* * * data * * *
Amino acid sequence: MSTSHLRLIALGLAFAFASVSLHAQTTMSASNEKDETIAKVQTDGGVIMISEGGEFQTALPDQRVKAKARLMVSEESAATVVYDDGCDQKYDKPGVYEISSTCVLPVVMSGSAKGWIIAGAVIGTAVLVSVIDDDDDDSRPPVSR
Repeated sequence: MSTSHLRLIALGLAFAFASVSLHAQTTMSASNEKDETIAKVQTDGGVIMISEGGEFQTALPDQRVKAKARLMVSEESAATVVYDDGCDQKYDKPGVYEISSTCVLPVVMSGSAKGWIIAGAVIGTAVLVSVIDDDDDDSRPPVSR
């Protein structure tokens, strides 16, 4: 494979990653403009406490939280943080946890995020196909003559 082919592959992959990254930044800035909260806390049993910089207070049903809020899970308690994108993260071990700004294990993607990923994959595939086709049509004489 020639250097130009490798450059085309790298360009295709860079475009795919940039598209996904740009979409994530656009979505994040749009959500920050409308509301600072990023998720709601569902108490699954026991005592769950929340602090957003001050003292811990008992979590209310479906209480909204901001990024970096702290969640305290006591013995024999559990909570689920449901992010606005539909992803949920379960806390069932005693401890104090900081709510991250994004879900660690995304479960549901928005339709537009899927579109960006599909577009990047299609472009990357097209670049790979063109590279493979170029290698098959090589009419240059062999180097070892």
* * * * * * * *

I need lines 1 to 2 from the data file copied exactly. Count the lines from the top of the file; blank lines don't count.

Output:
Amino acid sequence: MSTSHLRLIALGLAFAFASVSLHAQTTMSASNEKDETIAKVQTDGGVIMISEGGEFQTALPDQRVKAKARLMVSEESAATVVYDDGCDQKYDKPGVYEISSTCVLPVVMSGSAKGWIIAGAVIGTAVLVSVIDDDDDDSRPPVSR
Repeated sequence: MSTSHLRLIALGLAFAFASVSLHAQTTMSASNEKDETIAKVQTDGGVIMISEGGEFQTALPDQRVKAKARLMVSEESAATVVYDDGCDQKYDKPGVYEISSTCVLPVVMSGSAKGWIIAGAVIGTAVLVSVIDDDDDDSRPPVSR